A global semiconductor shortage is causing auto manufacturers like Toyota and Volkswagen to cut back on production, notes the Nikkei Asian Review.
Semiconductors are crucial for the auto industry as electric vehicles and autonomous driving become more popular.
According to KPMG Japan, an EV uses twice the number of semiconductors compared to that of a gasoline-powered vehicle.
Experts attribute this current dearth to chips finding their way into other products such as smartphones and communication base stations.
Toyota for one has decided to reduce production of its Tundra pickup truck at its Texas plant due to the semiconductor shortage.
It hasn’t yet released details on the size or time frame regarding the production cut, but is looking into whether the lack of semiconductors will affect other vehicles.
The Japanese giant has always been at the forefront of explaining its production plan for the upcoming year. But the global chip crunch has caused Toyota to struggle to formalize a plan.
Nissan too is cutting down on the production of its flagship vehicle ‘Note’ by 5,000 units in January – a reduction it says may continue through February.
Honda has also decided to reduce production of its Fit subcompact car by 4,000 units this month at a factory in Japan’s Mie Prefecture.
Among the German automakers, Volkswagen has announced that it would cut production in China, North America and Europe.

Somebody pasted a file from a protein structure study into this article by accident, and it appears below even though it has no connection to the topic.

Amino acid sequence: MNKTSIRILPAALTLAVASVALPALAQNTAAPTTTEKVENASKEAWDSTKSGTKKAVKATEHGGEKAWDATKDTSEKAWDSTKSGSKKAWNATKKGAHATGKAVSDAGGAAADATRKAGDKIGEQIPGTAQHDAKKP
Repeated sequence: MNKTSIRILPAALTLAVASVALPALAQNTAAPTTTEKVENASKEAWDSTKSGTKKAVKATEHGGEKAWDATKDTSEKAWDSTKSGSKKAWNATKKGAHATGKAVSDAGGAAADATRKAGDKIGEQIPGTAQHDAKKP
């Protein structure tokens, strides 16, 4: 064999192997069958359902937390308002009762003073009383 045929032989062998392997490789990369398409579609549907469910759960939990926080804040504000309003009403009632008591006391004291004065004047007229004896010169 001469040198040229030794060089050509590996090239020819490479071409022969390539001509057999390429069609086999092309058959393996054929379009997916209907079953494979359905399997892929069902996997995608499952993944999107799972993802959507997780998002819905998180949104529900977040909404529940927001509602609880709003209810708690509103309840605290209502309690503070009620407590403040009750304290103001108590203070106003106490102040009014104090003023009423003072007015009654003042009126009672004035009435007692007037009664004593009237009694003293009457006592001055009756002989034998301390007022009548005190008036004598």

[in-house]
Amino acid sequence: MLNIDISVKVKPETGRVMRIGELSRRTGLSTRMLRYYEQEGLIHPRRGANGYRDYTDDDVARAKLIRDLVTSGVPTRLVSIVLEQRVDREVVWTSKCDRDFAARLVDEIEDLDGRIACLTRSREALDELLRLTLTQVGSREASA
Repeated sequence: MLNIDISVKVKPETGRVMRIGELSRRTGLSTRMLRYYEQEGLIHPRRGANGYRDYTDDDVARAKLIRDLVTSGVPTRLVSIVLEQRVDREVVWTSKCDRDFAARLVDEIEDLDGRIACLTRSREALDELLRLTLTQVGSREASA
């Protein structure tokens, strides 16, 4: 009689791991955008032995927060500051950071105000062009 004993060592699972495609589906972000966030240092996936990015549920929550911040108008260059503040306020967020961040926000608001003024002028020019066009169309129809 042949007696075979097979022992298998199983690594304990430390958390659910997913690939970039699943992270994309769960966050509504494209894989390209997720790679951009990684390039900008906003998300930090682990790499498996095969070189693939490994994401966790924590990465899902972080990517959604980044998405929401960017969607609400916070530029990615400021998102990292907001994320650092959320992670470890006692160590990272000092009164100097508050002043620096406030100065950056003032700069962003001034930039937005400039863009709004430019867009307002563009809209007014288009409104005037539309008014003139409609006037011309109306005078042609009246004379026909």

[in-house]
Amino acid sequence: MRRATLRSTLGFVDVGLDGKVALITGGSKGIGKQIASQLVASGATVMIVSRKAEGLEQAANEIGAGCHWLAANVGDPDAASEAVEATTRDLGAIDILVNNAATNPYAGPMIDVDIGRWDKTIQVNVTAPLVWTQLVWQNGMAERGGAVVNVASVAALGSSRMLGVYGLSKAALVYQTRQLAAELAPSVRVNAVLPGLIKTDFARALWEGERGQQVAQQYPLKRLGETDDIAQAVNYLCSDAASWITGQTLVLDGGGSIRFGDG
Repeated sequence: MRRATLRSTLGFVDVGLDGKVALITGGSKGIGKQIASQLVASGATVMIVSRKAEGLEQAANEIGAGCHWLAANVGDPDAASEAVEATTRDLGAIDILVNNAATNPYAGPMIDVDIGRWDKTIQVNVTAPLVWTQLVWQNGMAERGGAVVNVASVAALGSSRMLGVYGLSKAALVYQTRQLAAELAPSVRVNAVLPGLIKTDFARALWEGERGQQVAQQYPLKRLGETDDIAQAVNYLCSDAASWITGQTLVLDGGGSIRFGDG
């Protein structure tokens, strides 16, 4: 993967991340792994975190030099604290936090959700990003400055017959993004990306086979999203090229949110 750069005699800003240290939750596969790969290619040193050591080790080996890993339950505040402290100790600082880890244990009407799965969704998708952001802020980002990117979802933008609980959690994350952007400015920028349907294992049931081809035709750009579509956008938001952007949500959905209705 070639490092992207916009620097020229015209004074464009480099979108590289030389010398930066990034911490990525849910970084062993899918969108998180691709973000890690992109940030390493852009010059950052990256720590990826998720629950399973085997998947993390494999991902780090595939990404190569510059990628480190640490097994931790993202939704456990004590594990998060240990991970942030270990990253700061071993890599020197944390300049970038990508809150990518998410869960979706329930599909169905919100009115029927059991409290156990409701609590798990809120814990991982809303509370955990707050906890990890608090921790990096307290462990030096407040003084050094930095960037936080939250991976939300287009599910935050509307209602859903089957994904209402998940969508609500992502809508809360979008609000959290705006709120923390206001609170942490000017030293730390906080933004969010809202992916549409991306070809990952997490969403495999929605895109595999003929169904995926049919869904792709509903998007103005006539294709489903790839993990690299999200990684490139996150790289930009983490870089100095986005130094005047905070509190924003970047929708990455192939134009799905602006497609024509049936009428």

In Germany, the company also halted production of its Golf model starting in December and lasting through mid-January.
According to the Nikkei, most automakers have been scrambling, as deliveries by German auto parts suppliers like Continental and Bosch have been delayed due to the chip shortage.
Moreover, semiconductors procured from major companies such as Dutch-American NXP Semiconductors and Switzerland-based STMicroelectronics have also lagged.
A major cause of the bottleneck comes from the semiconductor industry’s horizontal configuration, in which production and development are separate, with each manufacturer specializing in a particular task.
Chipmakers often place orders with contract manufacturers instead of fabricating chips in-house. It takes time to manufacture semiconductors while reconfiguring lines to accommodate varying specifications, making it difficult to turn out different chips at the same time.
According to the latest report, Continental has disclosed that “it will possibly take half a year” until supply for vehicle semiconductors normalizes.
Image and content: Nikkei Asian Review